Over the last few months, both the Victorian and NSW governments have been considering a cull on the number of wild horses in the Kosciuszko and Alpine national parks. While NSW is proposing a cull of horses from the current population of 6000 down to 600 over the next 10-20 years, the Victorian government reckons there are some 2300 wild horses in the eastern section of the Victorian Alps and less than a 100 on the Bogong High Plains (both well down on previous estimates); in Victoria, no figures were given for what would be an acceptable number after the cull, or how long the cull would take place for.
Still, I reckon we gotta start somewhere and a cull of any number of wild horses in our high country is not only necessary but imperative, in my opinion!
They are often called brumbies but I’m not even sure ‘wild horses’ is the best term for these animals. Really, they are feral animals introduced by humans in the last 150 years or so. Maybe we should call them ‘feral horses’ as the terms ‘brumby’ and ‘wild horse’ tend to have romantic connotations more closely linked with the Man from Snowy River legend than anything else.
Now, I’m not a great lover of shooting feral horses, or whatever you want to call them but, without action, we’ll see an increase in population until a drought or other natural disaster comes along, when the horses will die – rather cruelly, one would think – in their hundreds.
Aerial counts conducted by Parks Victoria estimate the population is expanding about 10 per cent a year, and these ever-increasing numbers will create untold damage to the alpine environment. We have got to manage them!
The Victorian National Parks Association (VNPA) lobby group wants to see all the horses culled and/or removed from the alpine park, which is something I think is darn near impossible. In 2013, Parks Victoria invited stakeholders for submissions into Wild Horse Management in the Victorian Alps. The VNPA suggested aerial culling as a means of control, also saying, “We also note that the RSPCA recommends aerial culling in the rugged country of the eastern alps, as long as it is performed under strict protocols by highly competent operator.We agree, and believe any successful management program must inevitably include aerial culling.”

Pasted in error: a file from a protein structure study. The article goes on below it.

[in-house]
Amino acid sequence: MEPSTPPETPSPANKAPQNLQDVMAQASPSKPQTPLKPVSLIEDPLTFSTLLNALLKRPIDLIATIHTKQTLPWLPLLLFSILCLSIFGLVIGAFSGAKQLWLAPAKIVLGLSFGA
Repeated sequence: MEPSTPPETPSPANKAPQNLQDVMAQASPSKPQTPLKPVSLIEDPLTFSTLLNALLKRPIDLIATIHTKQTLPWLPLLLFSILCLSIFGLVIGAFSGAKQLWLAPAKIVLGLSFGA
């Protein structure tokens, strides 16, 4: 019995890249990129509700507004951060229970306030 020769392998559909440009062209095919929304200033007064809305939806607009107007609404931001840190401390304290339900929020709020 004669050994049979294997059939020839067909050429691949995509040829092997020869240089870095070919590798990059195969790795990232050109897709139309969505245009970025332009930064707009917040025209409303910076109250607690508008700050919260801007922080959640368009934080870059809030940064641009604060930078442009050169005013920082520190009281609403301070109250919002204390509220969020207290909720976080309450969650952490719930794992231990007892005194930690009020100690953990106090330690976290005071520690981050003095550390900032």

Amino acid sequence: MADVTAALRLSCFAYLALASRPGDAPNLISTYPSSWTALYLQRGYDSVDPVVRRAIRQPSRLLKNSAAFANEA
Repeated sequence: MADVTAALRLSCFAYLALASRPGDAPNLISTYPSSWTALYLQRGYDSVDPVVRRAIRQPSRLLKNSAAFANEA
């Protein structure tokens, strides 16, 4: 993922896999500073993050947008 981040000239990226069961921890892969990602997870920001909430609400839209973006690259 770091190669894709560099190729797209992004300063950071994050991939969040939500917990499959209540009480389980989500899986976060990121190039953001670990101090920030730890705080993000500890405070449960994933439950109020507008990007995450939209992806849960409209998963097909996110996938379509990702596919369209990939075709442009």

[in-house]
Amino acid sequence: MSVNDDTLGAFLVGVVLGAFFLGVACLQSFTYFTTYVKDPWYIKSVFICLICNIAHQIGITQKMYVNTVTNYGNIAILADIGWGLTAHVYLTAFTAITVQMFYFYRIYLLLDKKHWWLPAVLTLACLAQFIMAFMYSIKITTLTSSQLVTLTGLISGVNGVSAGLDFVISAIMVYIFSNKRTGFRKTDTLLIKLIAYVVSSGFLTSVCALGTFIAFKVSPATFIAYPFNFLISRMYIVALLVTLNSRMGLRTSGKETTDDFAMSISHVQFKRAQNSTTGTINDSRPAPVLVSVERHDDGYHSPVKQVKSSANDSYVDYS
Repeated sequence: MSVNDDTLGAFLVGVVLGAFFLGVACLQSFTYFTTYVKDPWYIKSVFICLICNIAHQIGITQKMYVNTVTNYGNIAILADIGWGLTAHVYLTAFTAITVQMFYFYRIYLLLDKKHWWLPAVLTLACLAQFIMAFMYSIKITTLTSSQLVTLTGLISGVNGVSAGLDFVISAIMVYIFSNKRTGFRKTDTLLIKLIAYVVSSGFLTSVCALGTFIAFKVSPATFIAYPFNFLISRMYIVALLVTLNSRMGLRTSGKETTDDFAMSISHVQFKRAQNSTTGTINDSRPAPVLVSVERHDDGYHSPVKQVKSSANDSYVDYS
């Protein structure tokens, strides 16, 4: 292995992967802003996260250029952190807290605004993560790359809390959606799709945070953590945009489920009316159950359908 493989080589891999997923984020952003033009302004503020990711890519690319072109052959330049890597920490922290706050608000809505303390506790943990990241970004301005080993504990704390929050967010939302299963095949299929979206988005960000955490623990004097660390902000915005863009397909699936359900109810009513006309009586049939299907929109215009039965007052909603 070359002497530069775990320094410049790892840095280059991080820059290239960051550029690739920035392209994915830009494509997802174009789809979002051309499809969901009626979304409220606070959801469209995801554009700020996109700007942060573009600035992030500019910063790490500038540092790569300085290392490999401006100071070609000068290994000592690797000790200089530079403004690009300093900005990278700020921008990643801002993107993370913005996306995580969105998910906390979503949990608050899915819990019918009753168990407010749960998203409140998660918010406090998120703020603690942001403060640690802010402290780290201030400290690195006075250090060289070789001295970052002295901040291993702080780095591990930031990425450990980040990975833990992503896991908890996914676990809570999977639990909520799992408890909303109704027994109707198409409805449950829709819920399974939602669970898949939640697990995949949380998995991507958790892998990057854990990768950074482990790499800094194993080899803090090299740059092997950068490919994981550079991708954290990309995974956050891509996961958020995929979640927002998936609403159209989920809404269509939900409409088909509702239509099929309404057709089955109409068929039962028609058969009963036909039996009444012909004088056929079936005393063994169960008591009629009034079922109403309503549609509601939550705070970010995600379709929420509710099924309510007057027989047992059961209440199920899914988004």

However, the Australian Brumby Alliance president Jill Pickering was strongly opposed saying, “...aerial culling in treed areas such as the alpine area cannot be done humanely”.
I’m not so sure about that. In the Northern Territory, where wild horse numbers are in plague proportions in some areas, Parks and Wildlife NT has done a study on the killing of horses and has concluded that aerial culling is the most humane method of control, according to a news story published on ABC Rural in 2013. (See www.abc.net.au/news/2013-08-13/animal-welfare-horse-culling/4873726).
On Cape York, south of Weipa, wild horse are an huge environmental problem, wrecking the beaches and the swamps in the area. Culling from helicopters has seen thousands of horses (and pigs) killed over the last few years, in a well treed region.
I gotta say that aerial culling is, in my opinion, the only practical way of eliminating most of the feral horses in the high country – whether in NSW or in Victoria.
While Victoria will continue to allow brumby running and roping for the capture of feral horses, and may even consider aerial shooting, NSW will not, preferring to use trapping and mustering to help control numbers. Although the aerial shooting of horses has been completely ruled out in NSW, ground shooting is still on the agenda!
I’m not advocating the wholesale destruction of wild horses across Australia. But, we have to do something to protect our native flora and fauna from the ever-increasing numbers of wild horses – wherever they are.
What do you think?